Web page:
Nuclear Physics through Stellar Seismology
Photons emitted from stellar surfaces and neutrinos released from stellar interiors may not directly reveal all that we want to know about the internal constitution of the stars. For example, a direct view of the chemical stratification from the core to the surface is hidden. These interior abundance profiles matter: they impact a star’s opacity, thermodynamics, and nuclear energy generation. In addition, sound waves can resonate inside a star. We see these resonances as rhythmic changes, as pulsations, in the star's luminosity.
Most of a main-sequence star’s initial metallicity comes from the carbon, nitrogen and oxygen (CNO) inherited from its ambient interstellar medium. All of the CNO abundances pile up at nitrogen during hydrogen-burning on the main-sequence because the 14N(p,γ)15O reaction rate is the slowest step in the hydrogen-burning CNO cycle. During the ensuing helium-burning phase, all of the nitrogen is converted to 22Ne by the reaction sequence 14N(α,γ)18F(,e+ neutrinoe)18O(α,γ)22Ne. For stars like the Sun, this reaction sequence determines the 22Ne content of the resulting carbon oxygen white dwarf.
It is common practice in the literature to fit white dwarf models without 22Ne to the observed pulsation periods of white dwarfs. This fitting process involves adjusting the composition profiles of a white dwarf model. Thus, fitting the observed periods reveals the hidden chemical stratification of the white dwarf.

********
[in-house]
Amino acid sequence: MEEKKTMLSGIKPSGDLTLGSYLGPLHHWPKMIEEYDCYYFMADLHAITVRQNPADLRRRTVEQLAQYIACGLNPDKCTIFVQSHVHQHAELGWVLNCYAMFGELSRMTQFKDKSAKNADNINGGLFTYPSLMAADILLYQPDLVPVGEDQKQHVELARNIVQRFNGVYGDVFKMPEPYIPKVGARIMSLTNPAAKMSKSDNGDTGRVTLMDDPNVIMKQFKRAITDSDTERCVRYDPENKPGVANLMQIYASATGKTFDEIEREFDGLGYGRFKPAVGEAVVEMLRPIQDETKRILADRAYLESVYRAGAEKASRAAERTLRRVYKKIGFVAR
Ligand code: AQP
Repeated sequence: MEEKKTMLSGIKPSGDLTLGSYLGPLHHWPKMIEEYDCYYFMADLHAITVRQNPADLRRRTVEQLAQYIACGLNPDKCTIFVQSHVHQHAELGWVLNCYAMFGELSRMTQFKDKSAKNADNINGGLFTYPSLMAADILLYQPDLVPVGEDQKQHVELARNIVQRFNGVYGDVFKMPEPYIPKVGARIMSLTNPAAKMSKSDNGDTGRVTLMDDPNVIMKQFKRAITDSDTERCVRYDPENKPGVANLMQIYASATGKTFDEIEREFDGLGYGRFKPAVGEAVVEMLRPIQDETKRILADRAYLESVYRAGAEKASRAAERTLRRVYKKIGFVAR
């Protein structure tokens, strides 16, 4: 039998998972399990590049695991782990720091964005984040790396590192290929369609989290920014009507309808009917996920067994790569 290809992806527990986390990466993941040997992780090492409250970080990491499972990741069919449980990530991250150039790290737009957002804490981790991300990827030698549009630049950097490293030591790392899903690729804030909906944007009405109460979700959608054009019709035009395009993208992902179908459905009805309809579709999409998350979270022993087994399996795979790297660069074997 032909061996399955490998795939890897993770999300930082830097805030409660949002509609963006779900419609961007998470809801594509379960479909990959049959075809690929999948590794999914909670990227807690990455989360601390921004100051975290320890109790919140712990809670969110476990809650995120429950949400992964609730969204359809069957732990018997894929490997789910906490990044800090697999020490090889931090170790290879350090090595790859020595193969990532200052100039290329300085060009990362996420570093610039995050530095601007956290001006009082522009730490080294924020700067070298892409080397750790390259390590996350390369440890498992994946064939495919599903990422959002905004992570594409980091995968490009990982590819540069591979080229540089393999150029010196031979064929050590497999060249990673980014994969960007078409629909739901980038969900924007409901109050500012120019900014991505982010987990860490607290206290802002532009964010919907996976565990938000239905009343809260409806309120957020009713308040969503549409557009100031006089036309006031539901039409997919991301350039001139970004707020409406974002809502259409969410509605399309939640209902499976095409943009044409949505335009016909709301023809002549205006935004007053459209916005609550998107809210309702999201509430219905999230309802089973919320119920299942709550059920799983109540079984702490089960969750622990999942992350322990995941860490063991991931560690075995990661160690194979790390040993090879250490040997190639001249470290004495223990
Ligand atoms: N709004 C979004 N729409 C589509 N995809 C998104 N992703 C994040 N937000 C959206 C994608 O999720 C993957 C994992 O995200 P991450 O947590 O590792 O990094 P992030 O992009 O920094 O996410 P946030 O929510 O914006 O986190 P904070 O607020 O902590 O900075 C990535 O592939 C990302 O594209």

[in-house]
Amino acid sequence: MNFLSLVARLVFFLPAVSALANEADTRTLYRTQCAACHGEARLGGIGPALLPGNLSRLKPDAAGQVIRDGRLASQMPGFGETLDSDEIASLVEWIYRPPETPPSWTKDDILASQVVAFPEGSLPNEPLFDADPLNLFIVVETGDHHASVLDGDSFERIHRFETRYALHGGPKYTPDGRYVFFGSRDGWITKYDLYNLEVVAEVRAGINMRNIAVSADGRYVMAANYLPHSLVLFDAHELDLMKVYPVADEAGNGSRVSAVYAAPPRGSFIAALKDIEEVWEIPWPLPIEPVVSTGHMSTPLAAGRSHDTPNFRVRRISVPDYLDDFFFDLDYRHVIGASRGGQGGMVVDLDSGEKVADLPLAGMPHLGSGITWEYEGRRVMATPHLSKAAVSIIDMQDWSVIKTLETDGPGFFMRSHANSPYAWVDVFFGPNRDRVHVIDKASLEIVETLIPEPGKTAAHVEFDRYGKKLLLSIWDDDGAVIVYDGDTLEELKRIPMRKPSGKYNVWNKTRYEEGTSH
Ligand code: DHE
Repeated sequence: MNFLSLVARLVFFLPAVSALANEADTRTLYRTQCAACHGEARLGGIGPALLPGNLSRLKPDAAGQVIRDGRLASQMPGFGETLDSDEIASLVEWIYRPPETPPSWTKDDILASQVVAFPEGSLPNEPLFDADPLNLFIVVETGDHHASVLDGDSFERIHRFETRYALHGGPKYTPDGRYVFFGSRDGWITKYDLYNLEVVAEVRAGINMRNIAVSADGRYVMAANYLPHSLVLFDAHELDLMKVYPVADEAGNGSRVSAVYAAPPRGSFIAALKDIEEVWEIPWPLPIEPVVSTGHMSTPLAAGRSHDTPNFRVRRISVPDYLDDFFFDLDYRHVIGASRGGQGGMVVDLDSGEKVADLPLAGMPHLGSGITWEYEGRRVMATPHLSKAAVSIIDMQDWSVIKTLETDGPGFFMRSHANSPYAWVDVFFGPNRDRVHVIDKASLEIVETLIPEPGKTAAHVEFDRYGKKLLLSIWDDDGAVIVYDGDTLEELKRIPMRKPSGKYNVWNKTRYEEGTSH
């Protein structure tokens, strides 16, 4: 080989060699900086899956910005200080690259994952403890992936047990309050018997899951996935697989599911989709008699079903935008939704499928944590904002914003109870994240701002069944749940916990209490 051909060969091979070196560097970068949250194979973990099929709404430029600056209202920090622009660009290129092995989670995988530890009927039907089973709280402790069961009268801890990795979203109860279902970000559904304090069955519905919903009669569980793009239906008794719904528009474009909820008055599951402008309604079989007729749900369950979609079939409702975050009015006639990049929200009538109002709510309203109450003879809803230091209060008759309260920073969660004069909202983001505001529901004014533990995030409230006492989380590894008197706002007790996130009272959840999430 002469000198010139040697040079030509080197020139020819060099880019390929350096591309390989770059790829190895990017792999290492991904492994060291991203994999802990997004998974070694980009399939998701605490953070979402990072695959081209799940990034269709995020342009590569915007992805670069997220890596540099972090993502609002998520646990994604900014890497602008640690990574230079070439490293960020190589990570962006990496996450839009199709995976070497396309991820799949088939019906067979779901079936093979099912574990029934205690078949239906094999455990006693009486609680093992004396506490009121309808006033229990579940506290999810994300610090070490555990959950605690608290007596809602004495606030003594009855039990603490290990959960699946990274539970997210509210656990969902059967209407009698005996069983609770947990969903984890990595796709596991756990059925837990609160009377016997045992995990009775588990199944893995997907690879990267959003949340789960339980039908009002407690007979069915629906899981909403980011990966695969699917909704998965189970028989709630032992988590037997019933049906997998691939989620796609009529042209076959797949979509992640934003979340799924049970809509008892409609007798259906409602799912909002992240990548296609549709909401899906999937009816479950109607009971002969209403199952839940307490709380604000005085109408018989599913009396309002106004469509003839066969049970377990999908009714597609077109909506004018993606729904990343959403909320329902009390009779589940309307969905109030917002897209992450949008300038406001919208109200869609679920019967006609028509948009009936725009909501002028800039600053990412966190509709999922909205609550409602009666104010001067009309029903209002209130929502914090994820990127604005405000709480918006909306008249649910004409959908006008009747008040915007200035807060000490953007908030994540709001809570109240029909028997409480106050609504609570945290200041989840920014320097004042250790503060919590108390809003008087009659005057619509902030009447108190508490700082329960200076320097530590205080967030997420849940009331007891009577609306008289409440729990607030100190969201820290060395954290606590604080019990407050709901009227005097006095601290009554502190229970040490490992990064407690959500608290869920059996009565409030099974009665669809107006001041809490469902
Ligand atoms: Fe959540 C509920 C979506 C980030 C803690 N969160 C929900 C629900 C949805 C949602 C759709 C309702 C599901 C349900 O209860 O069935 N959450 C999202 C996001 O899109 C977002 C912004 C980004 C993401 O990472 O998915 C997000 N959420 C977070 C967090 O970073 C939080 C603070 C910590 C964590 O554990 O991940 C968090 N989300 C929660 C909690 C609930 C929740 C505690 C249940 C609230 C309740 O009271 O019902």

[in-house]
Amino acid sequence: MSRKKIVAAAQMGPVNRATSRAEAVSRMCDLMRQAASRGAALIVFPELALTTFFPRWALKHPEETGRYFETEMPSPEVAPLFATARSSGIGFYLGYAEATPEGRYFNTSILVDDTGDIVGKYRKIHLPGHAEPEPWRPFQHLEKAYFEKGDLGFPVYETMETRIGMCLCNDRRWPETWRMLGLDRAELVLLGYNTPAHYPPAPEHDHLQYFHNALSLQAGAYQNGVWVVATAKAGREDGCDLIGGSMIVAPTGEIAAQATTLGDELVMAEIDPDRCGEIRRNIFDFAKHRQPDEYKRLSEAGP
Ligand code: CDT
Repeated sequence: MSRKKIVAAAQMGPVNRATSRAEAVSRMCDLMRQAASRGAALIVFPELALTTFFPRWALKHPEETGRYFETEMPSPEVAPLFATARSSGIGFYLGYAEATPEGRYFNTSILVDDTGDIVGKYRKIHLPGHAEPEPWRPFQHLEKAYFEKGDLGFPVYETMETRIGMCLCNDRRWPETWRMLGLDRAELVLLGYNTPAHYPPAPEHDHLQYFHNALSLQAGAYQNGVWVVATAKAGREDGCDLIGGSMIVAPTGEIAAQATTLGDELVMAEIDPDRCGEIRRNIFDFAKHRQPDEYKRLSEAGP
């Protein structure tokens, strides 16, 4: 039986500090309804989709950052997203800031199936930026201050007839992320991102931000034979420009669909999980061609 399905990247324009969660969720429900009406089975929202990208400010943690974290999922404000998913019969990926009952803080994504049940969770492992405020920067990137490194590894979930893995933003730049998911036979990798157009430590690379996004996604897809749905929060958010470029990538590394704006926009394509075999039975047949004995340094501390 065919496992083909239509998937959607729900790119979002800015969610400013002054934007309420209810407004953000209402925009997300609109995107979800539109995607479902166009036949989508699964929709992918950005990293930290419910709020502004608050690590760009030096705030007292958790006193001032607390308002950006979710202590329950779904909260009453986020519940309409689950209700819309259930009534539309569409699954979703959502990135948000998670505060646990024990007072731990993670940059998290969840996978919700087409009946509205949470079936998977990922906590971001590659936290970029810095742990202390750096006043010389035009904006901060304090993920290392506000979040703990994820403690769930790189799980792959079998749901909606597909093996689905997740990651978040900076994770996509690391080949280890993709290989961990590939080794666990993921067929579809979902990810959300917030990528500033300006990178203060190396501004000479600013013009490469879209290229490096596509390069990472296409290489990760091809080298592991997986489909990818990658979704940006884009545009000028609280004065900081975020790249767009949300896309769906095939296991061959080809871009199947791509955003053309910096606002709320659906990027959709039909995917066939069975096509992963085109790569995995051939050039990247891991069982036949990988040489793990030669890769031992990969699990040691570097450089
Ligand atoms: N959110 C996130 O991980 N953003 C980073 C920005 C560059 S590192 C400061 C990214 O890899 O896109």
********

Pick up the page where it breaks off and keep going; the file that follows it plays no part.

Does the 22Ne produced during helium burning impact the periods of pulsating white dwarfs?
To help answer this question, a JINA-CEE team led by Morgan Chidester of Arizona State University explored the pulsation periods of white dwarf models due to the presence, absence, and enhancement of 22Ne. They discovered the average period shifts by about 0.5% due to 22Ne.
Is this shift important? The observed pulsation periods of white dwarfs in the era of the Kepler and TESS missions are typically given to 6−7 significant figures of precision. The typical fit to the observed periods, using models without 22Ne, have a mean error of about 0.3%. Morgan's finding suggests that a systematic offset may be present in the fitting process when 22Ne is absent. This study can provide new inferences on the hidden chemical profiles of white dwarf stars, and new constraints on the nuclear reaction rates that produce those profiles.